I received a free copy of The Confessions of Young Nero for my honest review.
About the Book:
The New York Times bestselling and legendary author of Helen of Troy and Elizabeth I now turns her gaze on Emperor Nero, one of the most notorious and misunderstood figures in history.
Built on the backs of those who fell before it, Julius Caesar’s imperial dynasty is only as strong as the next person who seeks to control it. In the Roman Empire no one is safe from the sting of betrayal: man, woman—or child.
As a boy, Nero’s royal heritage becomes a threat to his very life, first when the mad emperor Caligula tries to drown him, then when his great aunt attempts to secure her own son’s inheritance. Faced with shocking acts of treachery, young Nero is dealt a harsh lesson: it is better to be cruel than dead.
While Nero idealizes the artistic and athletic principles of Greece, his very survival rests on his ability to navigate the sea of vipers that is Rome. The most lethal of all is his own mother, a cold-blooded woman whose singular goal is to control the empire. With cunning and poison, the obstacles fall one by one. But as Agrippina’s machinations earn her son a title he is both tempted and terrified to assume, Nero’s determination to escape her thrall will shape him into the man he was fated to become—an Emperor who became legendary.
With impeccable research and captivating prose, The Confessions of Young Nero is the story of a boy’s ruthless ascension to the throne. Detailing his journey from innocent youth to infamous ruler, it is an epic tale of the lengths to which man will go in the ultimate quest for power and survival.
About the Author:
Margaret George specializes in epic fictional biographies of historical figures, taking pains to make them as factually accurate as possible without compromising the drama. Her THE AUTOBIOGRAPHY OF HENRY VIII had its 30th anniversary this past September, and continues to be popular. ABC-TV based its 1999 Emmy-nominated “Cleopatra” miniseries on her THE MEMOIRS OF CLEOPATRA. All of her books have been bestsellers, with twenty-one foreign translations.
Margaret’s father was in the Foreign Service and so she lived overseas for her early life, in such different places as tropical Taiwan, desert Israel, and cold war Berlin, all of which were great training for a novelist to be. She started writing ‘books’ about the same time as she could write at all, mainly for her own entertainment. It was a diversion she never outgrew. Her published works are: THE AUTOBIOGAPHY OF HENRY VIII, MARY QUEEN OF SCOTLAND AND THE ISLES, THE MEMOIRS OF CLEOPATRA, MARY CALLED MAGDALENE, HELEN OF TROY, ELIZABETH I, and an illustrated children’s book, LUCILLE LOST. Her newest one, THE CONFESSIONS OF YOUNG NERO, is coming out in March 2017.
Margaret lives in Madison, Wisconsin, and Washington DC, and has a sextagenarian tortoise as a pet.
I will start by noting that I have read all of Ms. George’s books; she is one of my favorite authors so I was very excited to see something new and to learn that there is a second book in the series. Perhaps it’s bias but I love going into a book just knowing it’s going to be good. There are a few authors that I completely trust that will be true when I pick up their books and Ms. George is up at the top of that list.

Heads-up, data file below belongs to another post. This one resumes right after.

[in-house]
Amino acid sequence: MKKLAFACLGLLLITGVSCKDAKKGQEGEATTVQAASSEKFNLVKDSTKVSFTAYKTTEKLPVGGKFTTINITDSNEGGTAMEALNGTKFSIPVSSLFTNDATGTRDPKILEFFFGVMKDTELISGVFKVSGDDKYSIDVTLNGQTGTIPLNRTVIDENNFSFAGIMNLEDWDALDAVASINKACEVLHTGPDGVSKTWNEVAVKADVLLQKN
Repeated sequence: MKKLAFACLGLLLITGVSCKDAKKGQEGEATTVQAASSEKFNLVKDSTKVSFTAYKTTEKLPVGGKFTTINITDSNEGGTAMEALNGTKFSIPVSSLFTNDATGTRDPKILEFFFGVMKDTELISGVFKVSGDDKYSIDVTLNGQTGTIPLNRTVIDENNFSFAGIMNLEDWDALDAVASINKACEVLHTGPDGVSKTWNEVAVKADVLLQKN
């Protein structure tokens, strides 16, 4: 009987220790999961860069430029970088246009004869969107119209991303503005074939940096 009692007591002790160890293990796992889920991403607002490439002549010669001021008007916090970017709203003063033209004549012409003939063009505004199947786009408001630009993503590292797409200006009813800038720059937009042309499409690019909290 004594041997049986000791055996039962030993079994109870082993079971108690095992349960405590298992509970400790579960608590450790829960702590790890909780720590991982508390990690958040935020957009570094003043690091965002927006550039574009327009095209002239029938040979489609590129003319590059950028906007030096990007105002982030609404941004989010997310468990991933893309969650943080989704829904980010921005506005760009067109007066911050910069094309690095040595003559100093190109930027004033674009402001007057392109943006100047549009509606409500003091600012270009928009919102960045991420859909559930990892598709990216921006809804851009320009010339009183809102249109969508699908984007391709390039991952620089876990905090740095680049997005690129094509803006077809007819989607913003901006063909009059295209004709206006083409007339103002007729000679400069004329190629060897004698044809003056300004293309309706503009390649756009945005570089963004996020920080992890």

In this new book she brings the Roman emperor Nero to life – you know about Nero, right? The guy who fiddled while Rome burned. Would it surprise you to learn that not everything written about Nero is true? Would it surprise you to learn that some of the more provocative and horrible things written about him were true? But which are and which were a product of the old “history is written by the victors” school of smear the losers so we winners look all the better? That question gets trickier to answer when an author is dealing with a figure who lived so very long ago. Not much written record has survived and much of what is available was written many years after Nero’s demise.
Ms. George does an excellent job of reading between the lines of history to parse the best and the worst of our hero to present a story of a young man who was really never meant to rule but who had a mother who was determined that he would. The book is told in his voice and it starts from when he is very young – 4 years old – and he is a very prescient child. This was the only (minor) complaint I had with the book. It seemed that the narration maintained its tone for the bulk of Nero’s early life despite beginning at such an early age. It changes towards the end as he comes into his power but for a good third of the book Nero’s voice is similar whether he is a toddler of 4 or a preteen. This is minor and picky but there you go.
Other than that I loved, loved, loved this book. It took me back to one of my favorite times in history to one of the emperors about which I didn’t know as much as I would like. Nero is a very complicated character and he admittedly did some awful things but somehow in context and compared to some of the rest of his family he almost seemed angelic. Not to forgive him his actions by any mean but to at least refute some of the worst wrongs of his reputation.
The book is a page turner that brings ancient Rome to life for the reader; the architecture, the food, the raucous parties and the machinations of power. It’s a tale of a mother’s desire for power for not just for son but for herself. It’s a story of love and hate, revenge and all that comes with money and power. It’s also the story of a young man who was a poet, musician and strong proponent of the arts at a time when most were not.
Read it. Learn about this compelling and complex man.
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